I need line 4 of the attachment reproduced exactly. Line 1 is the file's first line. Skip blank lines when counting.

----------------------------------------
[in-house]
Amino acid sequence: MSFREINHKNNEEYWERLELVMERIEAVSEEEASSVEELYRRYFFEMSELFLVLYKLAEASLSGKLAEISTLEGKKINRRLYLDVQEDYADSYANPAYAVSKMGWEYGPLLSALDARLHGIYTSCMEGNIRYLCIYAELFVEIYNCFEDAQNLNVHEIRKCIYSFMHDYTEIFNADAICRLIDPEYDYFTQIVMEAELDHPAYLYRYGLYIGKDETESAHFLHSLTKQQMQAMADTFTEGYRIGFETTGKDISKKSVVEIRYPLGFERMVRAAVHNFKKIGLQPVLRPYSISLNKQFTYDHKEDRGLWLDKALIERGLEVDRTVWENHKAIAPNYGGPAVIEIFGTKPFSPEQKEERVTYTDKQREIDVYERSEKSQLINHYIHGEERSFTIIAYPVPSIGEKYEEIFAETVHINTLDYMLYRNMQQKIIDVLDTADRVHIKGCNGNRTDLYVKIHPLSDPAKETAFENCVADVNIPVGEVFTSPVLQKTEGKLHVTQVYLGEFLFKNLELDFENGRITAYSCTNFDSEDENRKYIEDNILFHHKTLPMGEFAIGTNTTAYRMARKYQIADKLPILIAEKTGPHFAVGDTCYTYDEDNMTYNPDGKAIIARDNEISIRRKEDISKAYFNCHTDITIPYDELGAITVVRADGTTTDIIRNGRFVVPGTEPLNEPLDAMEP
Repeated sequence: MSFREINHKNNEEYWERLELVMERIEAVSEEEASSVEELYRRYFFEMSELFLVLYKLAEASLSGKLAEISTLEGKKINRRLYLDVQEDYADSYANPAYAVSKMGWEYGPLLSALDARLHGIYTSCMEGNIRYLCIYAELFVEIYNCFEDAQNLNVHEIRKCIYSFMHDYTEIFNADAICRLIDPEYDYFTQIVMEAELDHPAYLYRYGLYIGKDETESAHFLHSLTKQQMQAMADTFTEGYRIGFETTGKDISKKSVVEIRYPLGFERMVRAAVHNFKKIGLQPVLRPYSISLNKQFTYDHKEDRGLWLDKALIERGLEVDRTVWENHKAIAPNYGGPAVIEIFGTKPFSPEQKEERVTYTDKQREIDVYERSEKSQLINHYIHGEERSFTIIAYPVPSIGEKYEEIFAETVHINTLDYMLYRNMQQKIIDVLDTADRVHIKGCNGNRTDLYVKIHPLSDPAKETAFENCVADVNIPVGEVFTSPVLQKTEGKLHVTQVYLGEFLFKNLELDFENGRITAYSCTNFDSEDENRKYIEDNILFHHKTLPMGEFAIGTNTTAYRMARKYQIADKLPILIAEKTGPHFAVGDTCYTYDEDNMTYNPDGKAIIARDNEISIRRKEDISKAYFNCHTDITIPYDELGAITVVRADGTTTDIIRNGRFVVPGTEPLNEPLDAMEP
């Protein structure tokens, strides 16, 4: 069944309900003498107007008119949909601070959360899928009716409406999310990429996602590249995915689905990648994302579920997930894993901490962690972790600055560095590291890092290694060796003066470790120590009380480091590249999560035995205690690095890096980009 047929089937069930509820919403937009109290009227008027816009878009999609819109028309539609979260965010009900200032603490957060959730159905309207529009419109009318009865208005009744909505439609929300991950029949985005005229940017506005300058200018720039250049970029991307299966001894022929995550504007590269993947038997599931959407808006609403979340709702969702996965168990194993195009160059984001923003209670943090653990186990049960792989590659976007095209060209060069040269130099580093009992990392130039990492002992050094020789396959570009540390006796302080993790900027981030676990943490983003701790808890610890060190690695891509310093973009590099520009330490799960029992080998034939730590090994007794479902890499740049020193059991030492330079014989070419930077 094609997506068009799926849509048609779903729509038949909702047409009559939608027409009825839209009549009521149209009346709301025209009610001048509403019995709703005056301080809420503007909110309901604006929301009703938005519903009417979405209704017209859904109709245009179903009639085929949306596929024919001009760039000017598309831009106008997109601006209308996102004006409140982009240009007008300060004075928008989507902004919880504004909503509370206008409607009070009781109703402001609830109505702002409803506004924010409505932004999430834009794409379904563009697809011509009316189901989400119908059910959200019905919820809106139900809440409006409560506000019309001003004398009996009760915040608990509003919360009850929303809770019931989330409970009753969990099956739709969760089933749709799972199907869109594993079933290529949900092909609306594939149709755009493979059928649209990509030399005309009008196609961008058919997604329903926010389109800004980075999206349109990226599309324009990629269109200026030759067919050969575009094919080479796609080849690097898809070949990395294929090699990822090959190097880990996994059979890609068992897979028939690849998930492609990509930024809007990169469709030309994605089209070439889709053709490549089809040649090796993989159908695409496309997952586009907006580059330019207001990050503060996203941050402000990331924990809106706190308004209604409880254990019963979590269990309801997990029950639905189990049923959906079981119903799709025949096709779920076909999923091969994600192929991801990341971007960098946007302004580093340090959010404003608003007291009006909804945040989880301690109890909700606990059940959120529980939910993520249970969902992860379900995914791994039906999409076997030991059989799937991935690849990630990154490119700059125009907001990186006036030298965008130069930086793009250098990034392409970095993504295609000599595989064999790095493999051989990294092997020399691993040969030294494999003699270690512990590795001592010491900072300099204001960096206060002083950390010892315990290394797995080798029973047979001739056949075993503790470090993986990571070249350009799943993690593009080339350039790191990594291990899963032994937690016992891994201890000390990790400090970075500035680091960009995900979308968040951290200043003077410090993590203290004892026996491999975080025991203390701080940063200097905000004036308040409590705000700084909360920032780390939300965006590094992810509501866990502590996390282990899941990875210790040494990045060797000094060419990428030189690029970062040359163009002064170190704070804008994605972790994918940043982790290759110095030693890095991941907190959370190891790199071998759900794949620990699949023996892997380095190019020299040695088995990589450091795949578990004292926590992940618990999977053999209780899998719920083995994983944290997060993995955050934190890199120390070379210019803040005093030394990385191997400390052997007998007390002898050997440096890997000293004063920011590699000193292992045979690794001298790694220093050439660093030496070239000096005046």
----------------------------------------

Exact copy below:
């Protein structure tokens, strides 16, 4: 069944309900003498107007008119949909601070959360899928009716409406999310990429996602590249995915689905990648994302579920997930894993901490962690972790600055560095590291890092290694060796003066470790120590009380480091590249999560035995205690690095890096980009 047929089937069930509820919403937009109290009227008027816009878009999609819109028309539609979260965010009900200032603490957060959730159905309207529009419109009318009865208005009744909505439609929300991950029949985005005229940017506005300058200018720039250049970029991307299966001894022929995550504007590269993947038997599931959407808006609403979340709702969702996965168990194993195009160059984001923003209670943090653990186990049960792989590659976007095209060209060069040269130099580093009992990392130039990492002992050094020789396959570009540390006796302080993790900027981030676990943490983003701790808890610890060190690695891509310093973009590099520009330490799960029992080998034939730590090994007794479902890499740049020193059991030492330079014989070419930077 094609997506068009799926849509048609779903729509038949909702047409009559939608027409009825839209009549009521149209009346709301025209009610001048509403019995709703005056301080809420503007909110309901604006929301009703938005519903009417979405209704017209859904109709245009179903009639085929949306596929024919001009760039000017598309831009106008997109601006209308996102004006409140982009240009007008300060004075928008989507902004919880504004909503509370206008409607009070009781109703402001609830109505702002409803506004924010409505932004999430834009794409379904563009697809011509009316189901989400119908059910959200019905919820809106139900809440409006409560506000019309001003004398009996009760915040608990509003919360009850929303809770019931989330409970009753969990099956739709969760089933749709799972199907869109594993079933290529949900092909609306594939149709755009493979059928649209990509030399005309009008196609961008058919997604329903926010389109800004980075999206349109990226599309324009990629269109200026030759067919050969575009094919080479796609080849690097898809070949990395294929090699990822090959190097880990996994059979890609068992897979028939690849998930492609990509930024809007990169469709030309994605089209070439889709053709490549089809040649090796993989159908695409496309997952586009907006580059330019207001990050503060996203941050402000990331924990809106706190308004209604409880254990019963979590269990309801997990029950639905189990049923959906079981119903799709025949096709779920076909999923091969994600192929991801990341971007960098946007302004580093340090959010404003608003007291009006909804945040989880301690109890909700606990059940959120529980939910993520249970969902992860379900995914791994039906999409076997030991059989799937991935690849990630990154490119700059125009907001990186006036030298965008130069930086793009250098990034392409970095993504295609000599595989064999790095493999051989990294092997020399691993040969030294494999003699270690512990590795001592010491900072300099204001960096206060002083950390010892315990290394797995080798029973047979001739056949075993503790470090993986990571070249350009799943993690593009080339350039790191990594291990899963032994937690016992891994201890000390990790400090970075500035680091960009995900979308968040951290200043003077410090993590203290004892026996491999975080025991203390701080940063200097905000004036308040409590705000700084909360920032780390939300965006590094992810509501866990502590996390282990899941990875210790040494990045060797000094060419990428030189690029970062040359163009002064170190704070804008994605972790994918940043982790290759110095030693890095991941907190959370190891790199071998759900794949620990699949023996892997380095190019020299040695088995990589450091795949578990004292926590992940618990999977053999209780899998719920083995994983944290997060993995955050934190890199120390070379210019803040005093030394990385191997400390052997007998007390002898050997440096890997000293004063920011590699000193292992045979690794001298790694220093050439660093030496070239000096005046």